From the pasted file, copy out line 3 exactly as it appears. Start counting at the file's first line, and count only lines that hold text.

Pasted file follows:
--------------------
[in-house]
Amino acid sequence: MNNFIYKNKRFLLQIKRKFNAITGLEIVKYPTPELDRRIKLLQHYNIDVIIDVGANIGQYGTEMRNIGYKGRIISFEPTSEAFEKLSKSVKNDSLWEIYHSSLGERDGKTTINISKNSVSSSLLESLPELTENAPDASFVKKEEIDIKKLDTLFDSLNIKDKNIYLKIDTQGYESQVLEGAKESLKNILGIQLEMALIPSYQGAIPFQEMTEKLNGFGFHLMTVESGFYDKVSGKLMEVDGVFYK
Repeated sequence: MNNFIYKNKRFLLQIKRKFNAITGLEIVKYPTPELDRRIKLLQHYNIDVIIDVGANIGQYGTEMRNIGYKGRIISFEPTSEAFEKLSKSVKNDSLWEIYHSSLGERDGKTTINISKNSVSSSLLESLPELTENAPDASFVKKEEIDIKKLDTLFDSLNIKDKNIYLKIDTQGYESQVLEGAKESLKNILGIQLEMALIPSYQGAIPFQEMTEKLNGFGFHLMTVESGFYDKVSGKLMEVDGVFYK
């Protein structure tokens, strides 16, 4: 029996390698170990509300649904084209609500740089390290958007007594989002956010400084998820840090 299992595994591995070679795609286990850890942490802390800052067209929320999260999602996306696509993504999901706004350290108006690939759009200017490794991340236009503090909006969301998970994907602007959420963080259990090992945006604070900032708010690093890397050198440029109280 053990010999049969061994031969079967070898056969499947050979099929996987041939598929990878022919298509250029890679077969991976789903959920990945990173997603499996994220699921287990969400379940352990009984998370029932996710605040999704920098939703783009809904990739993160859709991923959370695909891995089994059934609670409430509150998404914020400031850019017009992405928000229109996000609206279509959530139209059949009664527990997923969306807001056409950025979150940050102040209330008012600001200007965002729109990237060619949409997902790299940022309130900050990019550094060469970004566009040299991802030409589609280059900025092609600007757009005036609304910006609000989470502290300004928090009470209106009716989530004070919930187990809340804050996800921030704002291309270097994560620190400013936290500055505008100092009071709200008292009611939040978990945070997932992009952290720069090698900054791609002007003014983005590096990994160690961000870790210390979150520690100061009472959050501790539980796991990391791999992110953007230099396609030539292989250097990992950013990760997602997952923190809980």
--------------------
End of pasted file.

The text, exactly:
Repeated sequence: MNNFIYKNKRFLLQIKRKFNAITGLEIVKYPTPELDRRIKLLQHYNIDVIIDVGANIGQYGTEMRNIGYKGRIISFEPTSEAFEKLSKSVKNDSLWEIYHSSLGERDGKTTINISKNSVSSSLLESLPELTENAPDASFVKKEEIDIKKLDTLFDSLNIKDKNIYLKIDTQGYESQVLEGAKESLKNILGIQLEMALIPSYQGAIPFQEMTEKLNGFGFHLMTVESGFYDKVSGKLMEVDGVFYK